AdisDzebo web.png Adis Dzebo is a Research Associate at SEI. He holds an MSc with distinction from the School of International Development at the University of East Anglia. He has experience in the field of environmental and climate change research and policy both within and outside of Sweden. Before SEI, Adis worked at the Lund University Department of Political Science. He has also served as a political advisor on climate change and energy for the Swedish Green Party. He is the co-leader of SEI's Climate Finance Initiative and the coordinator for SEI's work in the Expert Network on Second Opinion (ENSO) for Green Bonds. His current research focuses on transition pathways, climate governance, the role of the private sector in climate finance, and decision-making and uncertainty in climate change related to high-end scenarios.
Katarina_Axelson_web.jpg Katarina Axelsson holds an MSc in Social Science and has been working at SEI since 2001. Axelsson is specializing in sustainable consumption and lifestyle research and her main interest areas include governance for sustainable consumption and understanding the incentive structures, policies and measures that enable or hinder transition to more sustainable pathways at different levels. Axelsson is also involved in programmes and tools that help policy makers understand and measure the environmental pressures associated with the total consumption of goods and services. In PATHWAYS, she will contribute with one case study using a participatory action research approach for sustainable transition pathways under the Heat domain.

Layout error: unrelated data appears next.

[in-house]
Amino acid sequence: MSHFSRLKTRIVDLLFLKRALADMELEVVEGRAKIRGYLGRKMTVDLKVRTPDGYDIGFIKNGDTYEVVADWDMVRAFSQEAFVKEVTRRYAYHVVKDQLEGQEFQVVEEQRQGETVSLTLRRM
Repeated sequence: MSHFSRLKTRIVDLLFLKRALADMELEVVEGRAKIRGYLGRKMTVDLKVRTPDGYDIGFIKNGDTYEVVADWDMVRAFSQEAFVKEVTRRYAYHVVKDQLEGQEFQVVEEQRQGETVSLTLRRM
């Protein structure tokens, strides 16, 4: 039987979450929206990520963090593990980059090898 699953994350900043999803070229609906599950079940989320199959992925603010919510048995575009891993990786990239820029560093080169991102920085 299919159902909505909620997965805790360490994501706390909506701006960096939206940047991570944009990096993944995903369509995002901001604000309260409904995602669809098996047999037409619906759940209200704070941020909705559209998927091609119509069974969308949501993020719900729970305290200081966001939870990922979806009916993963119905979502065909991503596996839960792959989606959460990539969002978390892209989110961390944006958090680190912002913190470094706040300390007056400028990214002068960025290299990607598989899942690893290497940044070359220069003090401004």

Georgis Savvidou_web.jpg Georgia Savvidou is a research associate at SEI in the Governance and Institutions Unit. In PATHWAYS she is mainly working in Work Package 1, which involves modelling of current heat systems and development of scenarios representing different plausible, future trajectories. Georgia has prior experience in energy systems analysis and development of alternative future pathways on several national energy systems in Europe. Her main research interests include the evolution of energy systems and the linkages between the three pillars of sustainability; environment, economy and society. She holds a M.Sc. in Energy and Environmental Sciences from the University of Groningen, Netherlands and a B.Sc. in Mathematics and Statistics from the University of Cyprus.